Our Plants (List)

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Abutilon palmeri - Indian mallow

Abutilon palmeri

Indian mallow


Indian mallow is one of many California natives that do exceptionally well outside of their native range. While indian mallow is native to hot, dry, rocky slopes, it grows beautifully and is quite hardy in many settings. The leaves are light olive-green and are given a frosty appearance by a…

Acer circinatum

Vine maple


Vine maple grows in the cool understory of larger trees in the northwestern portion of the state. The small lobed leaves of this maple display shades of yellow, green and red throughout the year before falling in autumn to reveal the attractively sculpted, reddish gray branches. Site vine maple in…

Acer negundo

Box elder

Achillea millefolium - Yarrow

Achillea millefolium



This population of this wide-ranging native was grown from seed collected in the Sierra foothills of Placer County, and by division ever since. It is relatively large and robust for the species with flowers of about four inches in diameter. It would be a great choice for a butterfly garden….

Achillea millefolium 'Island pink' - 'Island Pink' Yarrow

Achillea millefolium ‘Island pink’

'Island Pink' Yarrow


California’s yarrow is distinctly adaptable, occurring in a wide range of habitats from high montane to chaparral to coastal scrub. Typically dormant it springs to life with feathery foliage (millefolium = a thousand leaves) and a dense umbel of tiny flowers frequented by butterflies. While the flower is usually white,…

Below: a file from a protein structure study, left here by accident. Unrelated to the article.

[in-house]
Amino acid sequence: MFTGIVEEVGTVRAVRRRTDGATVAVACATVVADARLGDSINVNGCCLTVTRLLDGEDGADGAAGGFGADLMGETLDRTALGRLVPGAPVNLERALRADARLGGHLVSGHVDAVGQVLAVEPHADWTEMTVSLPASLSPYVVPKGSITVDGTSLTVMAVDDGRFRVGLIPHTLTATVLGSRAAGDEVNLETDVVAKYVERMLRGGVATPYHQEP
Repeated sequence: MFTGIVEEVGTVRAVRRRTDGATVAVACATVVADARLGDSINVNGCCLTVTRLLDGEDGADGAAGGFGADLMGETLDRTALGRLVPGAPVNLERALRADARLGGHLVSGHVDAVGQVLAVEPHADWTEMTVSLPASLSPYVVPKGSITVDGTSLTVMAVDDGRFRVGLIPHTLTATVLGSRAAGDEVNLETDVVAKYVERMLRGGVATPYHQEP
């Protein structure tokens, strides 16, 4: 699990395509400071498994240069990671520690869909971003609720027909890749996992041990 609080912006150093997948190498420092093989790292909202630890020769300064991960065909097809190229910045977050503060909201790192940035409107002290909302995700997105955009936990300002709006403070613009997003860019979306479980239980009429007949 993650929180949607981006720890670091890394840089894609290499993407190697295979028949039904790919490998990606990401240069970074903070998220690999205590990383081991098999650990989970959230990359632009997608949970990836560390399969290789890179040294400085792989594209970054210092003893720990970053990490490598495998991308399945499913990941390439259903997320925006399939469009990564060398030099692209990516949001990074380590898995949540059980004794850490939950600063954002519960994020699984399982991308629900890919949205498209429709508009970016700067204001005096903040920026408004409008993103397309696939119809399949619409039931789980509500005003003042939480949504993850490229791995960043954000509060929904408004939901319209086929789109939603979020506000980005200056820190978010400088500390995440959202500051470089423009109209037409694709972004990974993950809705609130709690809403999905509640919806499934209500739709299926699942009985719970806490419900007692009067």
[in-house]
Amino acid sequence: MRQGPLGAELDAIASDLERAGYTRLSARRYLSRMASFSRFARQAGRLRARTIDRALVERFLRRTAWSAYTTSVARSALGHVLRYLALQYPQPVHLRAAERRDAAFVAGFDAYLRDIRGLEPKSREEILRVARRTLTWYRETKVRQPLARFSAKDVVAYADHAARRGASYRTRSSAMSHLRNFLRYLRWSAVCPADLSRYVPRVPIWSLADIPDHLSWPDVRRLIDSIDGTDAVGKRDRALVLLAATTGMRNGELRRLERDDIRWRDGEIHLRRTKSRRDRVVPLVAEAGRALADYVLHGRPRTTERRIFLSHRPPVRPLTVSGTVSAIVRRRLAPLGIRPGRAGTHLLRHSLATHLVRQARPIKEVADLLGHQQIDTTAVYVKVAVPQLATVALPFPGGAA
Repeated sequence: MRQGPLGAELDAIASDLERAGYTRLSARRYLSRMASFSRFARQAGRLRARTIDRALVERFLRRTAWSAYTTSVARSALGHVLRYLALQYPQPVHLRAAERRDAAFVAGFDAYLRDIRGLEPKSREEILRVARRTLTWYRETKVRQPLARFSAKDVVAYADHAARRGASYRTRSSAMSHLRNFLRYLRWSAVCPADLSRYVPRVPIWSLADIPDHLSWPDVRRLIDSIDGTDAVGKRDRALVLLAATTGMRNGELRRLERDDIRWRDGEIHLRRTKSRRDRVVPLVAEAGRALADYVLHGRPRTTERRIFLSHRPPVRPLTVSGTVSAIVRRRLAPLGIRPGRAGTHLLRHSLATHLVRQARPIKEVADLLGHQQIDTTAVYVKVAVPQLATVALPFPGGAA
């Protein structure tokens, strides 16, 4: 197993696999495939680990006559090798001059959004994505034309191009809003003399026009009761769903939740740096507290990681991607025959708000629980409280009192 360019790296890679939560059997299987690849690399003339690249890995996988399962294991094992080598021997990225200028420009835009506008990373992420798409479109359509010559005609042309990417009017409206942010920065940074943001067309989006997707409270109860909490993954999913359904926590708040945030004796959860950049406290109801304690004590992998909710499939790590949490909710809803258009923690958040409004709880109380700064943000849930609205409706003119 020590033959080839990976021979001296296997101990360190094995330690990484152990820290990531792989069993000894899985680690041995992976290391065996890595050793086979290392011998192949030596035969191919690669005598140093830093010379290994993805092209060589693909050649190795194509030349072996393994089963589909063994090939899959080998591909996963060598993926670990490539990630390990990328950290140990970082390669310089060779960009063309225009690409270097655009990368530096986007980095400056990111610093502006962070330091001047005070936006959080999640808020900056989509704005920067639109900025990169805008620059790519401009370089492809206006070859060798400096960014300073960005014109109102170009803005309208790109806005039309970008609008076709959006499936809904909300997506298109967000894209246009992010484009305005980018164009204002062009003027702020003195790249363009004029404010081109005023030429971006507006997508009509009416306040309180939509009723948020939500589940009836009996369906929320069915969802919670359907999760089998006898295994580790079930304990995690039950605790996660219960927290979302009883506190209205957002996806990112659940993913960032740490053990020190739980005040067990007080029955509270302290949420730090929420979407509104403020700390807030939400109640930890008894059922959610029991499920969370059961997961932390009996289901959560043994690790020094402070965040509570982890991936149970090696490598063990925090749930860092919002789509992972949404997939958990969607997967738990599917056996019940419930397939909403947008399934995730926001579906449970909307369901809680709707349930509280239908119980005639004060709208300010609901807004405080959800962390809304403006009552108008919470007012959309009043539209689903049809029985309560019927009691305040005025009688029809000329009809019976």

Acmispon argophyllus var argenteus - Channel Island silver lotus

Acmispon argophyllus var argenteus

Channel Island silver lotus


This relative of the widespread deer weed (Acmispon glaber) is endemic to several of the Channel Islands. It grows in an open mound of silvery white leaves, accented in the spring and early summer with bright yellow blooms. The silver lotus thrives in a sunny, well-draining location and should only…

Acmispon glaber - Deer weed

Acmispon glaber

Deer weed


Deerweed is found in coastal and mountainous areas throughout the state. It is a pioneer species, meaning that it quickly fills disturbed areas with dense stands that condition the soil for other plant species. Deerweed accomplishes this by fixing nitrogen, as do other members of the pea family, Fabaciae. Deerweed…

Adenostoma fasciculatum - Chamise

Adenostoma fasciculatum



Chamise is a common member of chaparral plant communities throughout California. It grows as an upright open shrub with small leaves somewhat like rosemary in appearance and twisted shredding bark. The flowers appear in late spring, covering the plant with a cream white display. A stand of blooming chamise can…

Adenostoma fasciculatum 'Nicolas' - 'Nicolas' Prostrate chamise

Adenostoma fasciculatum ‘Nicolas’

'Nicolas' Prostrate chamise


‘Nicolas’ chamise is a prostrate selection of this widespread native. It forms a dense mound two about three feet. It shares the qualities of the species (see the entry for Adenostoma fasciculatum) and adds the more compact size and cleaner appearance. ‘Nicolas’ is derived from cuttings taken on St Nicolas…

Adenostoma sparsifolium - Red shanks

Adenostoma sparsifolium

Red shanks


Red shanks grows from San Luis Obispo County south into Mexico. It grows into an open tree with shredding strips (“shanks”) or red and gray bark and feathery fronds of small leaves. The flower color is cream white as with the closely related chamise, Adenostoma fasciculatum. With careful pruning, redshanks…